Six years ago, Chemistry Professor Cheryl Schnitzer (right) and the science crew at Stonehill College wanted a laser. But it was expensive – prohibitively expensive.
So they decided to build their own.
It took a whole summer in 2011, but Schnitzer and company did it. Now, Stonehill is one of just a dozen or so undergraduate colleges with a femtosecond (read: really, really fast) laser lab.
It’s become an important part of the school’s science and technology programs: Schnitzer and students have used it to study artificial photosynthesis processes, and research programs have used it to study the degradation of fiber optics over long distances.
It’s ambitious, cutting-edge stuff.
And now, in collaboration with Massachusetts Institute of Technology, Stonehill College is looking to kick their focus on laser (or photonic) programs into a new era.
Tuesday, Stonehill announced a collaboration with MIT focusing on a new initiative in the field photonics: the study of light and photons.
About 60 people gathered at Tuesday’s event in Donahue Hall, from educators to Massachusetts industry leaders. All were itching to hear of a potential future in photonics – widely regarded as the next big technological revolution.
Here’s the big thing about photons: they move at the speed of light. So every big technology company (Facebook, Google, Amazon) has an interest in them. Driverless cars, 5G phone networks, and cloud computing are all possible because of integrated photonics.
But colleges and universities nationwide have been slow to focus their programs on photonics, and more specifically, integrated photonics: how photons relate to technology and manufacturing.
MIT began its own photonic program, the AIM Photonics Institute, last year.
And Schnitzer, with the same ambition that brought Stonehill their femtosecond laser in 2011, joined forces with Physics Professor Ruby Gu to put Stonehill on the same track. (Below is Stonehill College President Fr. John Denning as he talks with physics professor Guiru Gu)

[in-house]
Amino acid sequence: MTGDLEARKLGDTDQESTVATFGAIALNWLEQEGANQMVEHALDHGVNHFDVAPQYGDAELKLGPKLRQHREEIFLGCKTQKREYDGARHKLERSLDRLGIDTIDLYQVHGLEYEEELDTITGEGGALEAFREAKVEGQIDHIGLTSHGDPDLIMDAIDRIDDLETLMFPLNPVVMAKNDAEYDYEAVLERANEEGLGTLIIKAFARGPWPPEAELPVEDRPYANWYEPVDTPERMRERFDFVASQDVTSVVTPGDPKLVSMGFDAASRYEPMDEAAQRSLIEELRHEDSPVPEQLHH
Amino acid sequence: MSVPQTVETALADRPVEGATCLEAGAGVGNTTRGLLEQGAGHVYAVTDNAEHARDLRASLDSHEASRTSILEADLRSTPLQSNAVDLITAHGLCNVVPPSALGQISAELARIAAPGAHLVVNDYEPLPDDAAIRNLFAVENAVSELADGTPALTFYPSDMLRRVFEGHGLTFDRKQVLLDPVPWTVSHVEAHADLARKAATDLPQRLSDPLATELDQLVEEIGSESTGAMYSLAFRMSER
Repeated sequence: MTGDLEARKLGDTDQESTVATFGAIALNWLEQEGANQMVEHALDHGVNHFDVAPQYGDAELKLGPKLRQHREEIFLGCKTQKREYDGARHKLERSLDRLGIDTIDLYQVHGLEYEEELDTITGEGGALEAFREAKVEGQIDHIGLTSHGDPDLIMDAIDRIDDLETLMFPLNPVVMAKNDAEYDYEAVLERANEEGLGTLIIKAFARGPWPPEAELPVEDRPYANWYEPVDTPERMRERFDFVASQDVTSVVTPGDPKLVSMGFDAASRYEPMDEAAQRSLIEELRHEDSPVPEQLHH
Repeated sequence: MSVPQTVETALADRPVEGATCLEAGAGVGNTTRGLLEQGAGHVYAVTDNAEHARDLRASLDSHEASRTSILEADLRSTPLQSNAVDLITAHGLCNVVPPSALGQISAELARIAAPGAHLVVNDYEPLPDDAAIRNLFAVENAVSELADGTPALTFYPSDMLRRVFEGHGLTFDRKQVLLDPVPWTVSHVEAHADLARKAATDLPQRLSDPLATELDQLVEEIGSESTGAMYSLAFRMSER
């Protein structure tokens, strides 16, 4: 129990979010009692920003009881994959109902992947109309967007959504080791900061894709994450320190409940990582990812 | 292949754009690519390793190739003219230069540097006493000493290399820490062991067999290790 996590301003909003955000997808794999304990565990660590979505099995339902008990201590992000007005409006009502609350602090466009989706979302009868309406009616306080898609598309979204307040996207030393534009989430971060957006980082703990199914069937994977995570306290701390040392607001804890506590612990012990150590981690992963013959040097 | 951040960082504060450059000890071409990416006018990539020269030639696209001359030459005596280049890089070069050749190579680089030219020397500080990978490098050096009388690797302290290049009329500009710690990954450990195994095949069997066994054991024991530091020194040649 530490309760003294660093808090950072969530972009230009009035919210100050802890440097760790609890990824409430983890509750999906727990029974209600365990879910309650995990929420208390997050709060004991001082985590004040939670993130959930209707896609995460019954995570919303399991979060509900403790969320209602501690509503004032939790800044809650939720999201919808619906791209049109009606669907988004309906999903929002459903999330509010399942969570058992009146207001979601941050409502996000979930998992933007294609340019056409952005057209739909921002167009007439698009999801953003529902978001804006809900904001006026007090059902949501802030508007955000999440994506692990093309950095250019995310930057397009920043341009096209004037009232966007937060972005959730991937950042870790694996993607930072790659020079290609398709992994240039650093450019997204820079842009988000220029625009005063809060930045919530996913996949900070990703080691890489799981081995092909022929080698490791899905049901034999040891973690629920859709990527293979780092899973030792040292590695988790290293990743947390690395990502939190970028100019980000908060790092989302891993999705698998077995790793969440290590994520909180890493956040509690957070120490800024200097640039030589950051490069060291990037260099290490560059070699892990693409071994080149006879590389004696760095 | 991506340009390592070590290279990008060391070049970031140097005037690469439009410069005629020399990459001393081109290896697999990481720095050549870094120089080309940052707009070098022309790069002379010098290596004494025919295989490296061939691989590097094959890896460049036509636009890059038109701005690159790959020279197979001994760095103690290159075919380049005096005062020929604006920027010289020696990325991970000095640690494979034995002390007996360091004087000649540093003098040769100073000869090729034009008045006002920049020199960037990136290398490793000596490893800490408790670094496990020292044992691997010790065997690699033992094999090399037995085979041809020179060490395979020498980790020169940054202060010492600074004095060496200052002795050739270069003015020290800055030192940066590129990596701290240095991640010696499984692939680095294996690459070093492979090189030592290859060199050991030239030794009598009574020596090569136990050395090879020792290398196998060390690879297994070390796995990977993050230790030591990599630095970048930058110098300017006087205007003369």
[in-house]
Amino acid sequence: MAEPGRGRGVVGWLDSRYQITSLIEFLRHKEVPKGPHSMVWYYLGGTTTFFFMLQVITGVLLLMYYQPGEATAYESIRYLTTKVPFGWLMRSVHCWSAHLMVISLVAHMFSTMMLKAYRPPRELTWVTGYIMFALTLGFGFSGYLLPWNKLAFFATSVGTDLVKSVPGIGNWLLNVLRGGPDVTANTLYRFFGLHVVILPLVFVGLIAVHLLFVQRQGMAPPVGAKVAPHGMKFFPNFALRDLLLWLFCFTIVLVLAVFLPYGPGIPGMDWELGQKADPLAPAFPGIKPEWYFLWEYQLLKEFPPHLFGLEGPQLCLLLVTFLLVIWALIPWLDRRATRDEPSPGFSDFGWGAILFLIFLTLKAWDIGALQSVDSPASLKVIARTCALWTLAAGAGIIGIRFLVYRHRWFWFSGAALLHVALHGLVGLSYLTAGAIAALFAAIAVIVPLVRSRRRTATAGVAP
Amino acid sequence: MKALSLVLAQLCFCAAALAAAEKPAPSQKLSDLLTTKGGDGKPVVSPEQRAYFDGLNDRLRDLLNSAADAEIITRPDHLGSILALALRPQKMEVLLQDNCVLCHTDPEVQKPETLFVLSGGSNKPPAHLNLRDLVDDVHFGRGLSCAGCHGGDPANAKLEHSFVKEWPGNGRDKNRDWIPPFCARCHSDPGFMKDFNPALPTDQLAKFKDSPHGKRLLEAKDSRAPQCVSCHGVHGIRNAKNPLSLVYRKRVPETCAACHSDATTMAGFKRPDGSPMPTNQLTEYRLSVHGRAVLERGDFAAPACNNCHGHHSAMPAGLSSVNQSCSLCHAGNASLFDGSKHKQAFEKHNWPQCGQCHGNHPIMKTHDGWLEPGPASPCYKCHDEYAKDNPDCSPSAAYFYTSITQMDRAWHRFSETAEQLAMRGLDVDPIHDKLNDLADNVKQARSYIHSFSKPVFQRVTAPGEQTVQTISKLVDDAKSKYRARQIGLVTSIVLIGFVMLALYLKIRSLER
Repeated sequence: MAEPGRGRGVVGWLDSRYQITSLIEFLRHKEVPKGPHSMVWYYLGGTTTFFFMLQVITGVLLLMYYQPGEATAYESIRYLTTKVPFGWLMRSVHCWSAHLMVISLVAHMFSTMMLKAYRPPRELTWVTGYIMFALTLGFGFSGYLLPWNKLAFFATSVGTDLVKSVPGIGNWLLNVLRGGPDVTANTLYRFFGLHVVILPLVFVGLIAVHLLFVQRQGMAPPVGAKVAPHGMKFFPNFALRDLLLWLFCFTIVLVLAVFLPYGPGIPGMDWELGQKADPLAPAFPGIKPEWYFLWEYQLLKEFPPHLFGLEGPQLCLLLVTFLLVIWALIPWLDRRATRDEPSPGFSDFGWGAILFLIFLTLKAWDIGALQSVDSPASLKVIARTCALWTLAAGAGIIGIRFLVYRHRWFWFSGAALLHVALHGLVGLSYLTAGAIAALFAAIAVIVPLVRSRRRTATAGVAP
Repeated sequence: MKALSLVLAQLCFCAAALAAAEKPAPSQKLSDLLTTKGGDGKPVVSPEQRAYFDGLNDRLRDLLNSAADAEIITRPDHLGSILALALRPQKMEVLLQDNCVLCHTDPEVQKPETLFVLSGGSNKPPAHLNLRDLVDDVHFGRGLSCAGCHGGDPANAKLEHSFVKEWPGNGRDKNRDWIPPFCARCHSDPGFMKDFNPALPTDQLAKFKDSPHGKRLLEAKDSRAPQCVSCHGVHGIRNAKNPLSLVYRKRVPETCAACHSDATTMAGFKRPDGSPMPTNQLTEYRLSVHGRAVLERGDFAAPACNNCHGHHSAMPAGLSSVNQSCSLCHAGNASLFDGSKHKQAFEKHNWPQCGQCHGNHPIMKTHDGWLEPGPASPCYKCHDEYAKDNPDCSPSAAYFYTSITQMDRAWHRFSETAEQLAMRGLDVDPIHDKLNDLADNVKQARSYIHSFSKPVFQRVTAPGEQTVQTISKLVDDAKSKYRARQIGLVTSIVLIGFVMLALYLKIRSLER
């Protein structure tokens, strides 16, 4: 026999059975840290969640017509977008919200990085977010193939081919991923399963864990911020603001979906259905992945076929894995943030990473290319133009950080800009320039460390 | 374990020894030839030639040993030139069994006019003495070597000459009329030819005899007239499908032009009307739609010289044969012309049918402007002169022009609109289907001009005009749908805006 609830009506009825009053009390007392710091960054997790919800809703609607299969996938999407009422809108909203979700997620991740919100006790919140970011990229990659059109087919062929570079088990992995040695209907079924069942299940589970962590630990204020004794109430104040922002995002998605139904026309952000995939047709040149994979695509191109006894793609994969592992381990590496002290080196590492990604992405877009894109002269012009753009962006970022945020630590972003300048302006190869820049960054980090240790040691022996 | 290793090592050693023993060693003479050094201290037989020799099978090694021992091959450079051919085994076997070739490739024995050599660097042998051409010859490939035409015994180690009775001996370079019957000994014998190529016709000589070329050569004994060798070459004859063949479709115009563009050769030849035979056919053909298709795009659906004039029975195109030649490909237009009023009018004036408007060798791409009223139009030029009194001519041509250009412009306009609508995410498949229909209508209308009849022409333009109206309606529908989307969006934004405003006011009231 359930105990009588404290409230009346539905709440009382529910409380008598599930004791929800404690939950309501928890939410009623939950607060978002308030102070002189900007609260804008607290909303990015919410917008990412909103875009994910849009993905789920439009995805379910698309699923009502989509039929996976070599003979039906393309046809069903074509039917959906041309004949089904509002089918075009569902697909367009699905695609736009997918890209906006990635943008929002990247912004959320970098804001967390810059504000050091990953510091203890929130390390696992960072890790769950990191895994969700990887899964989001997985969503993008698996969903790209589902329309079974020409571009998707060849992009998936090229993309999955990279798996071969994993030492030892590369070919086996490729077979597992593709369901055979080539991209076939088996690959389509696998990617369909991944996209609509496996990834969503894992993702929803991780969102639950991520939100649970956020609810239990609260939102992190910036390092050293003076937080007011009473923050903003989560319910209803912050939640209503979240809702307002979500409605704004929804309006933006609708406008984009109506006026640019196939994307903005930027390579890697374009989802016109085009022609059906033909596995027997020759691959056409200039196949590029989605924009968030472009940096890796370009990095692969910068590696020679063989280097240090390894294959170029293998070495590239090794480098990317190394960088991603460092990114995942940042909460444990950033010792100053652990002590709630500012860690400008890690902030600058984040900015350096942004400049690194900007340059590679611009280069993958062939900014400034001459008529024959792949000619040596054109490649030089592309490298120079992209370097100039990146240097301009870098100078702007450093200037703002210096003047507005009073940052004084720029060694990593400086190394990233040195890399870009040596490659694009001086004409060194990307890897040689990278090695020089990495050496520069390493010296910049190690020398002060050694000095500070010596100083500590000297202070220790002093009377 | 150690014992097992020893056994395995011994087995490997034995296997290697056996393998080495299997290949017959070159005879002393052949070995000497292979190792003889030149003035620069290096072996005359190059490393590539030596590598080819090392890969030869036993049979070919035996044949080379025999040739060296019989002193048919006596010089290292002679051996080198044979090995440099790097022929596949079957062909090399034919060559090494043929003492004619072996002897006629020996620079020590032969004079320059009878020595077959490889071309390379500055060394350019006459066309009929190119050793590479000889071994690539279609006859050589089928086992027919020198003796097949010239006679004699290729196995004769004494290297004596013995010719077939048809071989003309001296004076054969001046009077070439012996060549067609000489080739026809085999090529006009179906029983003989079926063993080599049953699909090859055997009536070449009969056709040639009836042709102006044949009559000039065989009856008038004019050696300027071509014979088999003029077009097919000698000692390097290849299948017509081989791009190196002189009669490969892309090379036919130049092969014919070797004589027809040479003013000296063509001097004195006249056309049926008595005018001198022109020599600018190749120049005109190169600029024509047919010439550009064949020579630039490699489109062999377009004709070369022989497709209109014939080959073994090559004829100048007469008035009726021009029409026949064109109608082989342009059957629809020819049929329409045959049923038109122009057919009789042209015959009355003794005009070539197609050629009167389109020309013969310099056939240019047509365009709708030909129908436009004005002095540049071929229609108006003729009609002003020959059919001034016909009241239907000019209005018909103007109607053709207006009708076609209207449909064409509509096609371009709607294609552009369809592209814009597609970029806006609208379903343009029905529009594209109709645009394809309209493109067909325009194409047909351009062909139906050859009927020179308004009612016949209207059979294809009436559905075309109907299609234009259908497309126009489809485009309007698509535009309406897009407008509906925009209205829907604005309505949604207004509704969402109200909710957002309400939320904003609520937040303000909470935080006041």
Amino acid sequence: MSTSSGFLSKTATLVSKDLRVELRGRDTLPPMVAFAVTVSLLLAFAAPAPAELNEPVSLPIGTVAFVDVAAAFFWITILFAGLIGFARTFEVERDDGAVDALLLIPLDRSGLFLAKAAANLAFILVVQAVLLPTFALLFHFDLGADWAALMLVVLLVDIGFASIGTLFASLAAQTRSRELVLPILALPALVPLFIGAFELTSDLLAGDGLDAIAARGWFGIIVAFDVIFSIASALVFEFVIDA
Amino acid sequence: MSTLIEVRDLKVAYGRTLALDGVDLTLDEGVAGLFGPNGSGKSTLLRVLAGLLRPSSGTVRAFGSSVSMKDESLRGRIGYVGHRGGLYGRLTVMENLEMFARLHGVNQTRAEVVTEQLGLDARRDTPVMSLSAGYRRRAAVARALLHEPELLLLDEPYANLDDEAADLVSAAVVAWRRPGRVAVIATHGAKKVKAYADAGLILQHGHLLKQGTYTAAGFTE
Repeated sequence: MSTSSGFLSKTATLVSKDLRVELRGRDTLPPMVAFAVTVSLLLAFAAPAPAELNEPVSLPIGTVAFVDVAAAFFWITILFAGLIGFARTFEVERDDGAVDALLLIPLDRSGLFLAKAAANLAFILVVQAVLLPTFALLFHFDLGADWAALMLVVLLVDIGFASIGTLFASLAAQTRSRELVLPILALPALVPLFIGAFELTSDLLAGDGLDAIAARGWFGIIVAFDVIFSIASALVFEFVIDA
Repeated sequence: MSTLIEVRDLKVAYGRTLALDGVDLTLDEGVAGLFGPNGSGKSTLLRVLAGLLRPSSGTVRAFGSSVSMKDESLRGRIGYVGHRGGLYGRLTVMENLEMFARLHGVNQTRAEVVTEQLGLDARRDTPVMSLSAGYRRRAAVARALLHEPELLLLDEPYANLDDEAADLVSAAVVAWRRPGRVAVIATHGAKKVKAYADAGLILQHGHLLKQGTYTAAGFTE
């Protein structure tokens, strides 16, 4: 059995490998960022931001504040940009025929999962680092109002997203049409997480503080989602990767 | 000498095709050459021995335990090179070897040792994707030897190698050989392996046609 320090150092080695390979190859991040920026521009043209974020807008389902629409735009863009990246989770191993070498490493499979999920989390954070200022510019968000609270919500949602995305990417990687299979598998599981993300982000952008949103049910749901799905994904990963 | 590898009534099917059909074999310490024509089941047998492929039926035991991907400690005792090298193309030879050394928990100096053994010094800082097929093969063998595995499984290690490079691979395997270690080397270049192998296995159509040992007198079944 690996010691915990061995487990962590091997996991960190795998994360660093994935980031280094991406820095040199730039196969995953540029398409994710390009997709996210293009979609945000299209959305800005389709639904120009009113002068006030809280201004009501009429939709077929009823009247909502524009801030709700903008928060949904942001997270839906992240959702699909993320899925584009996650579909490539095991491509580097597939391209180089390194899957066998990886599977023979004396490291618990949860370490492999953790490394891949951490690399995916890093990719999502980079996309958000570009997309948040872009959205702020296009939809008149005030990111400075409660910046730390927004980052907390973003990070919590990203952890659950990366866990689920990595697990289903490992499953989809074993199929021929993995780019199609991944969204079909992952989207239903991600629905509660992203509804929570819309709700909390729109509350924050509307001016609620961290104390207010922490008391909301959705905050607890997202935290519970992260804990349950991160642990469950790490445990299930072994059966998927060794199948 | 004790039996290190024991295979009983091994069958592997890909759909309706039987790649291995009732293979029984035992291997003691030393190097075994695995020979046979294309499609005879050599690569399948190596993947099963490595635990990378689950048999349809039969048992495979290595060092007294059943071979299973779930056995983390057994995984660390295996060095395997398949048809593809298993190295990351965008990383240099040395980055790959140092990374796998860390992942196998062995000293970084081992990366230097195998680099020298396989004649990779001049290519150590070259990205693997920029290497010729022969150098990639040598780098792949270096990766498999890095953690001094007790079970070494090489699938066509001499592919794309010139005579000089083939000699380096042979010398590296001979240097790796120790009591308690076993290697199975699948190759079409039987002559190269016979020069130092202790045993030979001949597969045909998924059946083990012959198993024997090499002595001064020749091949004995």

“We feel like we have an obligation to expose students to this,” said Schnitzer, in her 17th year as a chemistry professor with Stonehill. “This market is exploding, and they need trained people coming out of college.”
Lionel Kimerling, an executive with MIT’s AIM Photonics Institute, said Tuesday he sees an entirely new world based on integrated photonics.
The greater Boston area (or the I-90 corridor) could be “the Silicon Valley for the next technology,” involving photonics, he said.
About a dozen local technology companies attended the event.
John Lescinskas, of Bridgewater, owns and operates Brockton Electro-Optics, and works on technology to stabilize laser beams with liquid crystal cells.
He sees a huge market for technology companies south of Boston.
“There’s virtually no high-tech management south of Boston,” Lescinskas said. “So if you can incubate new technologies at a place like Stonehill, that opens a whole new area for businesses.”
Stonehill’s initiative comes with potential for significant financial backing. Governor Charlie Baker’s M2I2 (Massachusetts Manufacturing Innovation Initiative) program set aside $100 million for academic initiatives. That includes $28 million specifically dedicated to photonic studies.
“Our goal is to get photonics on the local radar,” said Gu. “We hope to define the knowledge base, skill set, and equipment required to support the growth of integrated photonics in our geographical region and to offer programs that align higher education with industry needs.”